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Open water swimming requires endurance, balance, focus

It feels like October. The calendar, otherwise, tells us it's the middle of July. In spite of overcast skies, Vancouver's outdoor lap pools are open and the saltwater bays around the city continue to attract an evergrowing number of swimmers.

It feels like October. The calendar, otherwise, tells us it's the middle of July. In spite of overcast skies, Vancouver's outdoor lap pools are open and the saltwater bays around the city continue to attract an evergrowing number of swimmers.

Sunday marks the 80th swimming of the Bay Challenge, an open water endurance race from the North Shore to Kitsilano Beach.

For advanced swimmers who can confidently navigate the four-hour swim around tanker traffic and endure the deep beneath, the Bay Challenge is a momentous Vancouver right-of-passage.

Compared to lane swimming in an indoor chlorinated pool, open water swimming is like "you've run on a treadmill your whole life and then went running in the park."

This superb comparison comes courtesy of Peter Scott. The founder of Sea Hiker, a clever name for coaxing people further into the water, Scott is dedicated to building swimmers' confidence and ability as well as their technical intelligence, overall fitness and enjoyment of the sport.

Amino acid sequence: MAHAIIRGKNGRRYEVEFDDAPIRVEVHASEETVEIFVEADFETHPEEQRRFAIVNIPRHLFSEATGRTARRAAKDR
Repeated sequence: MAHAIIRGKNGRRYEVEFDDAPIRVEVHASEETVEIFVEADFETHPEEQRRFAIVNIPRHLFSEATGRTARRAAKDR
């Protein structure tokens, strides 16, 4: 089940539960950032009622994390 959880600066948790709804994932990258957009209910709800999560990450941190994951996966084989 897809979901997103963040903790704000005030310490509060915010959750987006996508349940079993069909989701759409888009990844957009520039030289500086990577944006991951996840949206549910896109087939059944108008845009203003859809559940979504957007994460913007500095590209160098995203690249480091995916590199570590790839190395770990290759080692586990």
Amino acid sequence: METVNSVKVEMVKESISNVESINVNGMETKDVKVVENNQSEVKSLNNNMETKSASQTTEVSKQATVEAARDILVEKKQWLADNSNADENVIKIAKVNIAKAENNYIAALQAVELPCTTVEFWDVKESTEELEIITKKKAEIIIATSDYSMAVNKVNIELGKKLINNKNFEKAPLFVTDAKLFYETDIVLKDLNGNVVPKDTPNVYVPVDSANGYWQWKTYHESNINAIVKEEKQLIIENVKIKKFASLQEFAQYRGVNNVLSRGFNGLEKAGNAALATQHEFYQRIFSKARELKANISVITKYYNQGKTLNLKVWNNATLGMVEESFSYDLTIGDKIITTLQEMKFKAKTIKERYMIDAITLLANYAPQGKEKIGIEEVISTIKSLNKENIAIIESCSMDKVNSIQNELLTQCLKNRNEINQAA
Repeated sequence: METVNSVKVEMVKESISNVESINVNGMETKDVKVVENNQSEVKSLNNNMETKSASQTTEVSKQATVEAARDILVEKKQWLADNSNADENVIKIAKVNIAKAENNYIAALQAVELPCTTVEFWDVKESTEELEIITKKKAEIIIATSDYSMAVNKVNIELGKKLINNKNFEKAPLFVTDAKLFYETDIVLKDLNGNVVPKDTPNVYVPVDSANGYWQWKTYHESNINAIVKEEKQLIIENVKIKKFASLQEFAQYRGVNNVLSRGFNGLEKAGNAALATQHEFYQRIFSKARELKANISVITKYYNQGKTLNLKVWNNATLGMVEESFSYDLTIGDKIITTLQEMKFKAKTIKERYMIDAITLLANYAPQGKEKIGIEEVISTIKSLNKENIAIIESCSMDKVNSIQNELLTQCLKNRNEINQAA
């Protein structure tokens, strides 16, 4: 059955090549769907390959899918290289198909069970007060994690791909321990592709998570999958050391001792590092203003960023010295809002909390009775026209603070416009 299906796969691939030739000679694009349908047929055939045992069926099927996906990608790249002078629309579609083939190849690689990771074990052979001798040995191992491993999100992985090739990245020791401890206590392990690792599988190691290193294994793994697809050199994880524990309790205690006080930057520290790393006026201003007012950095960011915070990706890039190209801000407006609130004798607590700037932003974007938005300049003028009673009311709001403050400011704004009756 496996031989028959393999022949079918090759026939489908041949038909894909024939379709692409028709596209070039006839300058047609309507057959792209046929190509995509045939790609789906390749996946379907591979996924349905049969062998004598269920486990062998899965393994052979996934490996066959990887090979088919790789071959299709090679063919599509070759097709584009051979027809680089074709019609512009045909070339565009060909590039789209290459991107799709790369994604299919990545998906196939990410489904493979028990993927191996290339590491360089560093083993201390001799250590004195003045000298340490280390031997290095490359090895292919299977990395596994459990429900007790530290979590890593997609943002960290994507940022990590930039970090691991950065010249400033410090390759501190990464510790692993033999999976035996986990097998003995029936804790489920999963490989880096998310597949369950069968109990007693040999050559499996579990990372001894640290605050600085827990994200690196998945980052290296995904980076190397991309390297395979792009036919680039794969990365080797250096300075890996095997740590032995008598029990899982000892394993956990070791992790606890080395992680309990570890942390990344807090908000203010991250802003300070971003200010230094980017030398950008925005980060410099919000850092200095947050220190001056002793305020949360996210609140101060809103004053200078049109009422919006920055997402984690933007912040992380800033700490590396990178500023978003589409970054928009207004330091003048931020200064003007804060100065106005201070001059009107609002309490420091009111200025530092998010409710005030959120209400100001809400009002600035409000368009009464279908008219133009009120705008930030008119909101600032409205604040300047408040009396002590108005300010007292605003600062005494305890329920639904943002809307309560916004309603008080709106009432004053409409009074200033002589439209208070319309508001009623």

His open water courses have grown three-fold since last summer. But Scott, who competed with the national free diving team, coaches anywhere there's enough water to splash in.

The open air pools at Kitsilano and Second beaches are excellent training grounds for would-be sea hikers.

Courtesy of Sea Hikers, here are a few tips to start lane swimming and work into a short-or long-distance open water challenge.

This simple session is appropriate for swimmers who have never swam more than 100 metres before stopping. Without walls to interrupt-the pool at Kits is more than 137 metres-swimmers can concentrate on technique and are physically challenged.

. WARM UP

Spend about 15 minutes in the shallow west end of Kits Pool. Focus on keeping your equilibrium in the water while working from streamline toward alternating the breath on each side of the body (for freestyle and front crawl). Fins are optional, depending on your comfort level.

MAIN SET

Keep in mind the depth drops off at the centre of the pool.

Swim the entire length of the pool. Repeat three times. Rest one to two minutes between laps. Gradually increase the total number of laps and decrease your rest time.

Scott gives this advice: "This is a challenge. Even if you don't make it the whole way across, do it to see how far you do make it before you run out of breath or lose your balance and breathing. Expect to feel it get a bit harder after the first 25 to 50 metres or so. After each rest, see if you can go another 10 to 25 metres further.

"The trick to swimming the whole way is focus. And coax yourself a little further by saying, "OK, how about three more strokes, and then we'll see."

And remember, it's not actually October. The water is warm.

For more tips and course information, visit seahiker.com.